Signs of narcissistic mothers typically include behaviors such as excessive preoccupation with themselves and a lack of ability to give their children the emotional support they need to grow up into well-adjusted adults. This kind of personality disorder can even be an underlying cause of child abuse in some cases. The average narcissistic mom is nearly impossible to please no matter what the circumstances, and she may often rebuff or scorn her children's attempts at affection or emotional connection. Narcissistic mothers usually create lasting impacts on their children that can create various problems for them as adults. Children of people with narcissism frequently experience trouble forming healthy relationships, as well as increased rates of depression or anxiety.
One of the trademark symptoms of narcissism is that the sufferer generally cannot perceive other people as individuals with needs of their own. Narcissistic mothers usually view their children as extended parts of themselves, rather than as separate human beings. They normally value their children only on a limited basis as long as the children can be beneficial to their narcissistic parent in some specific manner. A mother with this condition may demand that her children excel in sports or receive high grades in school simply to make her appear to be an excellent parent to outsiders, such as friends or relatives. Whether the children learn or grow from this high achievement is incidental and largely unimportant to her compared to this boost to her reputation.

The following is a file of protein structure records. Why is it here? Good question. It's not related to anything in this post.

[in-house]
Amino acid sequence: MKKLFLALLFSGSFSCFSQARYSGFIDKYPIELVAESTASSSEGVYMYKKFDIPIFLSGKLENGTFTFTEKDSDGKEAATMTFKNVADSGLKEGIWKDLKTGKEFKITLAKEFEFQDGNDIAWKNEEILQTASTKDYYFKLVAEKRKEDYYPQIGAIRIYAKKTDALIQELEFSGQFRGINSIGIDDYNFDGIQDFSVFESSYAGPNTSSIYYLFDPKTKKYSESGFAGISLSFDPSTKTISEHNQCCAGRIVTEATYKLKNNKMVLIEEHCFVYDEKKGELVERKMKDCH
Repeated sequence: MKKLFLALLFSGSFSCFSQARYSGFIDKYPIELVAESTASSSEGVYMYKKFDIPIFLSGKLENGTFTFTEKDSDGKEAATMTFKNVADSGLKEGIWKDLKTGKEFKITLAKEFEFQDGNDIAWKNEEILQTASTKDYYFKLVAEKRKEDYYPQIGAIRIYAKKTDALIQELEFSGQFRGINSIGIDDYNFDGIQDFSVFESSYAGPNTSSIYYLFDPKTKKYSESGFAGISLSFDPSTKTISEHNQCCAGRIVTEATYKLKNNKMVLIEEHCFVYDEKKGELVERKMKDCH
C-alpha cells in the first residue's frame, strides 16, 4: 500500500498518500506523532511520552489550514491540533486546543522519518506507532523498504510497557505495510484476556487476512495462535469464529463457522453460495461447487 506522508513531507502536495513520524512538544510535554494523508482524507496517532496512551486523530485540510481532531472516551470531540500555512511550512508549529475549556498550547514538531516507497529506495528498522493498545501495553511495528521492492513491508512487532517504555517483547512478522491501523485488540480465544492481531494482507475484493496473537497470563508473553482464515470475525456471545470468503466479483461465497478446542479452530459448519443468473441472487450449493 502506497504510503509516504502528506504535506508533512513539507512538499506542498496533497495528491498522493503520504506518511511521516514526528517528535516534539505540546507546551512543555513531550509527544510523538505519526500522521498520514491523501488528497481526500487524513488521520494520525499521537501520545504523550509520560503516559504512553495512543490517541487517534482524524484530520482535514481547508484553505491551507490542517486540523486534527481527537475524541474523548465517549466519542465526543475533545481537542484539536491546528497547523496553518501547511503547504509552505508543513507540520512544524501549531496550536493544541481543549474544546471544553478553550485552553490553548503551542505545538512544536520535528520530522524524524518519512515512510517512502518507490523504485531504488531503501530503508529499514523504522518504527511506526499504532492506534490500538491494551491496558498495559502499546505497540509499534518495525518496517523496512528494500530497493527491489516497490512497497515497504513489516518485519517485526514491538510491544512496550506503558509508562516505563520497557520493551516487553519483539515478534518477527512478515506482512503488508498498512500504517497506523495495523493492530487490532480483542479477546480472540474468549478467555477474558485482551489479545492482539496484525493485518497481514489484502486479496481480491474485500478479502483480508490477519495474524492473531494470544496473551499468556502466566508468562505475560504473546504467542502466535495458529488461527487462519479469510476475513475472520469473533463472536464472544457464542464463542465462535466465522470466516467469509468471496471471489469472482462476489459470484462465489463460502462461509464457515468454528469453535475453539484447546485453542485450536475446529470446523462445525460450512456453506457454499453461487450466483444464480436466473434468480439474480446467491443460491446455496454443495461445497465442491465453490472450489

Other characteristics of narcissistic mothers are habitual lying and derogatory comments that are spoken under the pretense of being a caring parent. Many of them have a variety of ways of communicating to their children that they hold them in less esteem than other people. These can be non-verbal as well as verbal. People with narcissism often demean or refuse to listen to the opinions or ideas of others, including their own children. A good number of narcissistic mothers behave condescendingly towards their adult children and refuse to truly acknowledge that their grown offspring are no longer young enough to be easily manipulated.
The process of treating narcissism can generally be challenging and only effective when the narcissistic mother realizes her destructive ways and wants to change them. Some mental health professionals claim that a diagnosed narcissist is nearly impossible to successfully treat and that therapy can actually worsen the initial behavior in some cases. Much of the psychological help concerning narcissistic mothers is usually focused on their adult children.